Tuesday, March 14, 2017

Doomsday Book / Connie Willis / 592 pgs

Confession: My two favorite themes in literature are time travel and alternative histories. Somehow, this book has completely escaped my notice until now, despite the fact that it won the Best Novel Hugo Award back in 1993. The story is set in 2054 in Oxford, England. Time travel has been invented, but up until now, people were not allowed to go back to the 14th century because it was considered too dangerous for two reasons. First, it was the era of the Hundred Years' War, and second, it was the era of the Black Death that killed almost half of Europe. However, Kivrin Engle, a young post-grad historian, ends up going back to 1320 to study medieval Oxford for a three week period. Unbeknownst to her, a mistake actually sent her to 1348, the year that the Black Death struck Oxford and the surrounding villages. Meanwhile, the characters in 2054 Oxford find themselves also the victims of a mysterious influenza that strikes most of the people who are tasked with pulling Kivrin back into the present.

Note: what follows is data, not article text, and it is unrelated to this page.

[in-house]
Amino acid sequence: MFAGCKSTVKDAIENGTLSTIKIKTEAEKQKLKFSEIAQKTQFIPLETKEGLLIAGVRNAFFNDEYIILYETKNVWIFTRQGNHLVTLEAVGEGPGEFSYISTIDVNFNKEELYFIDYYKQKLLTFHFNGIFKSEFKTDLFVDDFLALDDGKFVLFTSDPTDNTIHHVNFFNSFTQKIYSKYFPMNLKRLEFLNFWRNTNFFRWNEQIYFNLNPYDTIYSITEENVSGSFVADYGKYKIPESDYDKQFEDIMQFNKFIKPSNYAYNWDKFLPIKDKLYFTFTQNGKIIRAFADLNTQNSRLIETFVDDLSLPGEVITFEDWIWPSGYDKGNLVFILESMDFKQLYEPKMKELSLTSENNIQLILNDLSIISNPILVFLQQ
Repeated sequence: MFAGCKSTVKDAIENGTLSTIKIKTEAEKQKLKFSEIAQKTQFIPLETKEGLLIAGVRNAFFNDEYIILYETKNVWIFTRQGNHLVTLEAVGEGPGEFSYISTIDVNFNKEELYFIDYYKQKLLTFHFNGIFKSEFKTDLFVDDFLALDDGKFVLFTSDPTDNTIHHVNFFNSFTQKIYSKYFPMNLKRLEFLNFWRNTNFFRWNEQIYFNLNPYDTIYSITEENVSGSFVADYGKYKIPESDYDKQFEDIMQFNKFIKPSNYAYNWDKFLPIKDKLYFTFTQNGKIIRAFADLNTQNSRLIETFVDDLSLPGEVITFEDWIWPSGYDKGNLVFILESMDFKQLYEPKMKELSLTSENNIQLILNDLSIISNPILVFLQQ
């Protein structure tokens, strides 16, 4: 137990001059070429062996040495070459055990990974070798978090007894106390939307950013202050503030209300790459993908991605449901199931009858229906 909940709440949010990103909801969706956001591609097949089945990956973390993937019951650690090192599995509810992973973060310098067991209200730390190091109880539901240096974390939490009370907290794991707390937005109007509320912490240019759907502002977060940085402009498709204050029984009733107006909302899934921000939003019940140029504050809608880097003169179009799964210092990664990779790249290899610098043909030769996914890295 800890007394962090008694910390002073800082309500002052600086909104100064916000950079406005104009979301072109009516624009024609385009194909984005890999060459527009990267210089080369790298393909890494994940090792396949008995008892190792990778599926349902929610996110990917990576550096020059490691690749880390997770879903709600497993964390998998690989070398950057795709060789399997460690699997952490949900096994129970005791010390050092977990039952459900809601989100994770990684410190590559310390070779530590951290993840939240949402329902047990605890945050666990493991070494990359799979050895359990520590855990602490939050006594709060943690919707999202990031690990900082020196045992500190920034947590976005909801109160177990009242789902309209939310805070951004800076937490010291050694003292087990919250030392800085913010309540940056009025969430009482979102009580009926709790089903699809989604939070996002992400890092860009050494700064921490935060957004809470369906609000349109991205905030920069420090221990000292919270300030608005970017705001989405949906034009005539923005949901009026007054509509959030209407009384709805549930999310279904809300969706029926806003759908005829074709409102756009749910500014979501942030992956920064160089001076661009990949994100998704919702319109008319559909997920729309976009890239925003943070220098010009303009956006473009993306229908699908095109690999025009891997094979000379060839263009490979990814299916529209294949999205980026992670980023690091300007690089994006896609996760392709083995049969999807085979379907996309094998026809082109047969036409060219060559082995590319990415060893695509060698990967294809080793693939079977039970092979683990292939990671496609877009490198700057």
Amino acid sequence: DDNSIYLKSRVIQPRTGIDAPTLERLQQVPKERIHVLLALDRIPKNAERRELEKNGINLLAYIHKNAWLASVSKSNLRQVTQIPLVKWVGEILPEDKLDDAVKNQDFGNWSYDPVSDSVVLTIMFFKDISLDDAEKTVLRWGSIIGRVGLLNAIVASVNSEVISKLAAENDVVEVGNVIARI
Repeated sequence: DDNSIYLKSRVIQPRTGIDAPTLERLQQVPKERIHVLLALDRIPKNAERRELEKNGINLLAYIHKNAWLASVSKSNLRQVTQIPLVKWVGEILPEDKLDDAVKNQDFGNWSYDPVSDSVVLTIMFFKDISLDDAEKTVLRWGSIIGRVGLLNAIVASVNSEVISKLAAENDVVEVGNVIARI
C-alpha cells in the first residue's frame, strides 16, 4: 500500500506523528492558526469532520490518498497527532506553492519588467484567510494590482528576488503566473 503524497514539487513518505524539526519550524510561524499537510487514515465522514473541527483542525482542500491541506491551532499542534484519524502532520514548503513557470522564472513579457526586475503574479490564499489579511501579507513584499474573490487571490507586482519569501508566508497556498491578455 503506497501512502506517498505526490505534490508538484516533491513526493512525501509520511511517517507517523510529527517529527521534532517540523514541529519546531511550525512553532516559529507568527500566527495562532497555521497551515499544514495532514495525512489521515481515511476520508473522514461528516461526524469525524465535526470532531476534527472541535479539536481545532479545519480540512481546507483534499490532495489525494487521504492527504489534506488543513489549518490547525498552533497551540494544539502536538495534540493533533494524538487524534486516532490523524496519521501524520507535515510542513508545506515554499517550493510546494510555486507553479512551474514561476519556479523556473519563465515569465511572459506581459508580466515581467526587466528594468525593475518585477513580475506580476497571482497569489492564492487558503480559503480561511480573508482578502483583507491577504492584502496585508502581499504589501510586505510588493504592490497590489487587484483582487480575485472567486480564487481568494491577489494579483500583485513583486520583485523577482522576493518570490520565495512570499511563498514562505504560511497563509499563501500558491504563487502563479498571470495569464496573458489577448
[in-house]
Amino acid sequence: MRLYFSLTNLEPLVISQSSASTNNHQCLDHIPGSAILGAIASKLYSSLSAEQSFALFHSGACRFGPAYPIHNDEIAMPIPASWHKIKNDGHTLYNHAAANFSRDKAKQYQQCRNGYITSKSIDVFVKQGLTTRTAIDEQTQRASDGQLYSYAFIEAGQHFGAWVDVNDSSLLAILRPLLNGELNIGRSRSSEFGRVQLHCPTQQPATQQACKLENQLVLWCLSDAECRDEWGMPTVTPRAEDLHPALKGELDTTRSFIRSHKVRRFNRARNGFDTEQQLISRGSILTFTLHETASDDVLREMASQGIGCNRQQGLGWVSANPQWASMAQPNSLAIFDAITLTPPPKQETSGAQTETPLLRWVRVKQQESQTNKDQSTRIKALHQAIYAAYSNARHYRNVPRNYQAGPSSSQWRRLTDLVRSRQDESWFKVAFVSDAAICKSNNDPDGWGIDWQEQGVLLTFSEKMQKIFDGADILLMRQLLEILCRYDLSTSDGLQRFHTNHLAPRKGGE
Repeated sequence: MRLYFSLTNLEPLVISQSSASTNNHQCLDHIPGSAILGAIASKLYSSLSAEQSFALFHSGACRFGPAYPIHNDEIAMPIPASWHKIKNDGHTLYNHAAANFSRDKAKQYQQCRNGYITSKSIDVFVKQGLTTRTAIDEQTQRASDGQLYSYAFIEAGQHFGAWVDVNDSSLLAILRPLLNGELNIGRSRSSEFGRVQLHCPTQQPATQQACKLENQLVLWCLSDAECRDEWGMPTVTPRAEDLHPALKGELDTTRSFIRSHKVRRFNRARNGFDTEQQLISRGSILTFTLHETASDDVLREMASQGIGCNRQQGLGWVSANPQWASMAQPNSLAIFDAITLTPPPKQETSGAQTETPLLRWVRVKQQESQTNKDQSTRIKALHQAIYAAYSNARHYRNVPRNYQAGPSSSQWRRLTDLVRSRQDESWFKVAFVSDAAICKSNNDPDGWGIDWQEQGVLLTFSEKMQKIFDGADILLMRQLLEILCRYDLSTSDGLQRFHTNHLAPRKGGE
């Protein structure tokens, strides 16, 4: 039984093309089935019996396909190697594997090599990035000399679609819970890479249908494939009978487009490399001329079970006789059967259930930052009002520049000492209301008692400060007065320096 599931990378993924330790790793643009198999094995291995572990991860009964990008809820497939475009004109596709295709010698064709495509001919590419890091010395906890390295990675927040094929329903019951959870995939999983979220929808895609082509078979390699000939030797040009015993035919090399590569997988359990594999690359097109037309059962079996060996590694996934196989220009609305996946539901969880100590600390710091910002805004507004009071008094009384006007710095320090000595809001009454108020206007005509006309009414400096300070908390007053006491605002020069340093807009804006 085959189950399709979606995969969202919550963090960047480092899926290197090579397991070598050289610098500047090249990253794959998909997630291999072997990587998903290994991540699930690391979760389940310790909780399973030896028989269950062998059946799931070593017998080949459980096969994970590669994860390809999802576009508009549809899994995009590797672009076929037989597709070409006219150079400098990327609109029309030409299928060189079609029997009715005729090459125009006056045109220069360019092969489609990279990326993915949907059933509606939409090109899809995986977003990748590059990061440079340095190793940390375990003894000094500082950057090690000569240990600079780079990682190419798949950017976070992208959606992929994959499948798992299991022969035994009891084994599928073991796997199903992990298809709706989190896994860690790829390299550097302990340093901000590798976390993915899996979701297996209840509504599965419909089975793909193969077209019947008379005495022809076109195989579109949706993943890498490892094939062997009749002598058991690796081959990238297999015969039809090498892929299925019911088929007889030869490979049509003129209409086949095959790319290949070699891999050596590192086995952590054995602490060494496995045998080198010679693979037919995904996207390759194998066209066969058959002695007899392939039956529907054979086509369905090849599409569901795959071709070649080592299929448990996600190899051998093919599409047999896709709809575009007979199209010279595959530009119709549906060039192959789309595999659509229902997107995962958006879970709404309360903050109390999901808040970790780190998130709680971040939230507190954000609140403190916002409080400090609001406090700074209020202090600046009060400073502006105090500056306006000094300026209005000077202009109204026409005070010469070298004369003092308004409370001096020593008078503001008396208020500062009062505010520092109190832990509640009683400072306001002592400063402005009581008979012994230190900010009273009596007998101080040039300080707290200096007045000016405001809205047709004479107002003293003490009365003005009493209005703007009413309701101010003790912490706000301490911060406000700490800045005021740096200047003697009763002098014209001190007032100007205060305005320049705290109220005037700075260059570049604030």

The book is a bit long, but I enjoyed it anyways. Be warned, it does get very depressing and rife with gross details of what the Bubonic Plague does to a person before death. I would not recommend for the squeamish or those who are unable to read about death. For me, someone who is fascinated by history, I loved it! It took a while for the book to really get going, but once it did, I thought it was great. The parts that dragged were mostly those that occurred in 2054, and the side story of the American bell-tollers. Still, I'd recommend it to those who are not overly sensitive and like to learn more about medieval history

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